Public Equals Private, Right Equals Wrong

H/T to DP’s Link Tank for this Telegraph piece by Brendan O’Neill:

I have written in the Spectator this week about the muzzling of New York City by its miserabilist Mayor, Michael Bloomberg, and his joy-killing sidekick and health commissioner, Thomas Farley. These two health freaks are zapping the spirit from what Walt Whitman described as a “mad, mettlesome, extravagant city” by instituting all sorts of lifestyle-related rules and regulations:

Bloomberg has banned smoking, trans-fats, and soda pop, as O’Neill continues in the Spectator:

New York is currently governed by a gaggle of health-obsessed bigwigs who believe they have a duty to grab New Yorkers by the scruffs of their outsized necks and drag them towards lives of bicycle-riding, non-smoking, booze-avoiding, fruit-snacking conformity. City Hall, under Mayor Michael Bloomberg, is awash with that new breed of psycho-politician known as the ‘nudger’, who believes that he has the right to use psychological techniques and brute censorship to manipulate and ‘improve’ human behaviour.

The Bloombergers have become world-beaters in the banning of public smoking and the demonisation of junk food. It is testament to their successful colonisation of these islands that the banning of smoking in all public parks, pedestrian plazas and beaches passed without incident, and even without much angry commentary, on 24 May…

Much of this stuff comes from Thomas Farley, who is championed by both Bloomberg and the liberal media as an admirably thin jogging aficionado who believes in the power of the nudge to remould the citizenry. He is a ‘superman’, the New York Times recently gushed, who has ‘grasshopper-like legs’ (eurgh), a result of the fact that ‘he exercises seven days a week, loves his vegetables and has never smoked a cigarette’…

Farley openly boasts about his ‘behaviourist message’, as originally outlined in his 2005 book Prescription for a Healthy Nation: A New Approach to Improving Our Lives by Fixing Our Everyday World, which had chapters titled ‘Humans behaving badly’ and ‘Curve-shifting people’s behaviour’. ‘People aren’t logical’, Farley wrote, because there are ‘so many aspects of our environment that encourage risky behaviour’.

Farley is a a New Orleans pediatrician (natch) and epidemiologist (natch again) that Bloomberg appointed in 2009 to run New York’s health department. Their latest scheme is to encourage New Yorkers to make the city their gym.  All this just a couple of weeks after the new outdoor smoking ban was introduced, that New Yorkers were to police themselves.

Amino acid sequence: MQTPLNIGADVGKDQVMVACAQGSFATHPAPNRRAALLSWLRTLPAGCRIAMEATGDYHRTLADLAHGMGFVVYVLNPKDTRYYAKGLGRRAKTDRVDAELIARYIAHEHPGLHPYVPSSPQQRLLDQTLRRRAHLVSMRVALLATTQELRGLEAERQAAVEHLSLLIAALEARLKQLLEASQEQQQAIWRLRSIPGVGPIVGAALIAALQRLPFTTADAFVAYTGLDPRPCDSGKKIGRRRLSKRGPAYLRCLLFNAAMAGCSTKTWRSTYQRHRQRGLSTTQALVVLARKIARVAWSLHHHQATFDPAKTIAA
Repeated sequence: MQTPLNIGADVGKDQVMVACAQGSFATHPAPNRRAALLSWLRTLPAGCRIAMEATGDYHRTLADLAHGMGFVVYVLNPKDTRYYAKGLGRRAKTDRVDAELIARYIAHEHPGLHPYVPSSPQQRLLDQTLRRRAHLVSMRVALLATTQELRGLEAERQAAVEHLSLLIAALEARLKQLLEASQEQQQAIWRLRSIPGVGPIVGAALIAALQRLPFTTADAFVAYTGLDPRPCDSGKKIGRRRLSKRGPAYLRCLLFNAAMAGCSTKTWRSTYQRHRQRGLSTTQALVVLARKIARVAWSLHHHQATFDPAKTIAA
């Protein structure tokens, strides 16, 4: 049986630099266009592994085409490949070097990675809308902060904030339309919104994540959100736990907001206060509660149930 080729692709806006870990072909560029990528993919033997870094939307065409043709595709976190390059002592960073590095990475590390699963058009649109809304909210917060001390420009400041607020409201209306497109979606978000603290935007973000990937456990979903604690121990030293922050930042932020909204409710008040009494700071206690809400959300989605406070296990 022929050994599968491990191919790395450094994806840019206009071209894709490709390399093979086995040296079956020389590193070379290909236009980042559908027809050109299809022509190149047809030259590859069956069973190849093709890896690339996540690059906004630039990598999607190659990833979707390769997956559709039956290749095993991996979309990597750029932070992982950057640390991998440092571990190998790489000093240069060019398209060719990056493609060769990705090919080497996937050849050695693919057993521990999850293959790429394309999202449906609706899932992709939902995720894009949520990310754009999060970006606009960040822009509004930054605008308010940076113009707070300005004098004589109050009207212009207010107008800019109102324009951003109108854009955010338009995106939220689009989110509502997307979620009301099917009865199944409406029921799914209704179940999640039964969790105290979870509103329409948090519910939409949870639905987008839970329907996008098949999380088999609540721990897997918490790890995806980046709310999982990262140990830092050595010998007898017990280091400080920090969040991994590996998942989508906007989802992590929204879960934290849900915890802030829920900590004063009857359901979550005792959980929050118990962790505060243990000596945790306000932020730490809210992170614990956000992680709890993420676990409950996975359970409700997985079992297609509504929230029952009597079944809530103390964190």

“New York City is a great place to get healthy and keep fit – anyone can make the parks, streets and sidewalks into their own personal gym,” said Mayor Bloomberg. “Many New Yorkers get their exercise while getting from place to place, on foot or by bike. In addition, we want to make it easier for people to get together for group exercise, which is why we turned BeFitNYC into a social networking tool. This week-long celebration of fitness should demonstrate how easy it is to incorporate physical activity into everyday city life.”

I think the key word in what Bloomberg said there was “personal”, as in “anyone can make the parks, streets and sidewalks into their own personal gym.” In New York city, public space has become private space. It’s become somebody’s own personal, private gym. Which makes it obvious why the smokers had to be kicked out the week before. They were polluting the atmosphere in a private gym, and of course they had to be thrown out.

But while public has become private, private has become public. Because smoking bans routinely override private property rights. A privately owned bar or club becomes a public space for the purpose of one smoking ban, and a public park becomes a private space – “a personal gym” – for the purpose of another smoking ban.

Private and public have become the same thing. The difference between private property and public property has been erased. Everything is equally public and equally private.